Before her welcome into the Sengir family, Grandmother was known as Ravi, a wizard with a past somewhat similar to Sengir's. She was a powerful pupil of a planeswalker, traveling the multiverse, studying magic, and learning to wield it. Her mentor was also destroyed by rival planeswalkers, leaving her on Ulgrotha alone, desolate, and without direction. She decided to end her suffering by using a mighty artifact she received from her mentor. It was to be used only in the most dire of circumstances. This item was the Apocalypse Chime. As it was wiping out the entire plane, Ravi lay in a protective coffin, growing more insane by the second as she felt her entire world crumbling about her. For centuries she lay in her box, becoming more and more blackened and twisted. Who would have thought that her “Prince Charming” would be on the hunt for blackened and twisted? Sengir found her, released her, and brought her to Castle Sengir. There, his new “Grandmother” taught him more about sorcery and the use of his dark and devious mind.
One thing that makes the Baron so much more dangerous than his bite-mongering offspring is his willingness to be un-vampiric. In order to gain long term advantage, Sengir sets aside the shark and allows himself to play the wolf in sheep's clothing. While lesser vamps would solve all problems through mystical stares and bloodthirsty bites, Sengir uses his mind to win the day.
In order to completely dominate the An-Haava and Aysen peoples, Sengir ordered his undead legions to pull out and ignore them. After so many generations of vilifying Sengir, the citizens of these nations ceased to have any common enemy. They fell into civil disagreements, bickering, and strife. After some years without any sense of purpose or common goal, these two populations were ripe for the taking.
Sengir has not found the secret of the wood, nor has he taken over Ulgrotha (yet, bwa-ha-ha-ha.) While he is nasty-powerful, he does have a knack for making enemies. Though they may not be as downright deadly as he is, the heroes of Ulgrotha have kept Sengir in check.
Meanwhile, around the multiverse, his seed still spreads. Sengir vampires are known to haunt the skies of Magic's worlds. Other vampires taint blood in Dominaria, Ravnica, and Mirrodin. Are these vampires products of another great progenitor, or were they magically pulled from the Sengir line by crafty necromancers? For that matter, how did Sengir come to be a vampire in the first place - was he the product of a crafty necromancer, or the focus of a convergence of death and black mana? These are tasty questions - tastier, I think, than the answers would be. So I will not speculate on them. Will the Ulgrotha Sengir ever be reunited with their otherworldly brethren? Will we see them again in Magic's future? That is a tasty question that I will most-definitely not answer. I will say is that there was a sneaky little portal to another plane buried deep within Castle Sengir . . . and that the fabric of planar existence is constantly folding and unfolding . . . planeswalkers are bopping around and takin' hitchhikers everyday . . .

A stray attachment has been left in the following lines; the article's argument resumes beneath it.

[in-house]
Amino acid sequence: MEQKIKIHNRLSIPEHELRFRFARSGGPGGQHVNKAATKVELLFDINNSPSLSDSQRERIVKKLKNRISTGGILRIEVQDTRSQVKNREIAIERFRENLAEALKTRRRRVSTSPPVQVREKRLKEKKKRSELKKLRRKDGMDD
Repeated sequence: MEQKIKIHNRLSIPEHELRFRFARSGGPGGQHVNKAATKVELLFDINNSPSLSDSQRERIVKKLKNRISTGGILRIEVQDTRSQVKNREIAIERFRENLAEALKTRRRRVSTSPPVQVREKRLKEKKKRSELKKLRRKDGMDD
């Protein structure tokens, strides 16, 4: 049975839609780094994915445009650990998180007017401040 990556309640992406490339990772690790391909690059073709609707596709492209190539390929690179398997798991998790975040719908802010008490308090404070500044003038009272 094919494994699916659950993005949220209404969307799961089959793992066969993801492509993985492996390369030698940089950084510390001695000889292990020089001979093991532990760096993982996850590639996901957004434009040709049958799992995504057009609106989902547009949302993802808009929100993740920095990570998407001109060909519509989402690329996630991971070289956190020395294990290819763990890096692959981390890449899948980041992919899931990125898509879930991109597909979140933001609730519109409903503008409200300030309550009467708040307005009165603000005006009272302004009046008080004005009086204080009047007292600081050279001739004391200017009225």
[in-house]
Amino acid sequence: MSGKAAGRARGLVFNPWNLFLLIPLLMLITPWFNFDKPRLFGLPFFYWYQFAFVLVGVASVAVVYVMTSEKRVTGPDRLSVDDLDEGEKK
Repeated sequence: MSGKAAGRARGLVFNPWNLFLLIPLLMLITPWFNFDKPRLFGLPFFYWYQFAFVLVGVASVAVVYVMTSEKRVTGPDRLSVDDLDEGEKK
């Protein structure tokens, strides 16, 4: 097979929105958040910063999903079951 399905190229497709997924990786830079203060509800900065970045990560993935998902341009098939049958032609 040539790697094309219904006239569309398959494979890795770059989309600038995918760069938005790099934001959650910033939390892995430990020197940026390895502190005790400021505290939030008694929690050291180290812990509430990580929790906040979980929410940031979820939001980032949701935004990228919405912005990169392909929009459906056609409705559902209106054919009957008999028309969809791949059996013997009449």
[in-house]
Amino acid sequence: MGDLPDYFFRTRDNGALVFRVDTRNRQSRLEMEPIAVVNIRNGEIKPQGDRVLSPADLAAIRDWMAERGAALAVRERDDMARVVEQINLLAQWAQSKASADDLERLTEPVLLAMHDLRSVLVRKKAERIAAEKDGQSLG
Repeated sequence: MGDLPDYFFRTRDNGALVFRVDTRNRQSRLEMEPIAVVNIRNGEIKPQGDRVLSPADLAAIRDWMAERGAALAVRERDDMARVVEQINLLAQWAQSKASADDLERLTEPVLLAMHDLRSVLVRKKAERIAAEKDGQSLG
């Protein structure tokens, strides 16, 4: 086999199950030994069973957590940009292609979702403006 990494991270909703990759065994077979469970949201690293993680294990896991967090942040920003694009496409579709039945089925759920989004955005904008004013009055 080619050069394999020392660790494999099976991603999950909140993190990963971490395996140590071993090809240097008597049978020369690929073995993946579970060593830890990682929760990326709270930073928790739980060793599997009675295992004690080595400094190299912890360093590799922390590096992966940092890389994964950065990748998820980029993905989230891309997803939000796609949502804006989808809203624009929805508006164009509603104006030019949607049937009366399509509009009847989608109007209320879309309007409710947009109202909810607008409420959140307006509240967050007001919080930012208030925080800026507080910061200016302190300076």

Before I bust out, here's a little random TTM Magic vampire blather:
Arrogant Vampire – He has nothing to be arrogant about - he looks like a nerd from the tech department at Vests-R-Us
Krovikan Vampire – His ability to command other creatures is very vamp-like, but his lack of flight gives other Krovikan vampires a bad name. (Hey, wait. Are there any other Krovikan vampires?)
Mephidross Vampire – Sweeeet. I love the departure from the dusty old coffin-dweller gag. His “fangs” are on his hands, and they're huuuuge! I am sure the story behind this guy is loads of fun.
Repentant Vampire – Oooh, a White vampire. Discuss that amongst yourselves!
Shauku, Endbringer – Her name really fits her.
Skeletal Vampire – Sure, this guy's name fits him too. In fact, it absolutely could not fit anything else. Still, floating fangy bones with chiropterous entourage is great fun.
Soul Collector – Best-Vampire-Art-Ever! I love the concept of the powerful petit dominating all the big shlubs.
One note about last week's field trip to artist websiteland - the lust that we've provided is a growing list. It contains all of the artist websites that we know of, and will continue to grow as we find more. For those of you who are wondering where Kev Walker's website is - well…we're wondering that too. As far as we know, he (and a bunch of other artists) do not have 'em. If you happen to discover a Magic artist's official website, please email it to me and I'll add it to the list.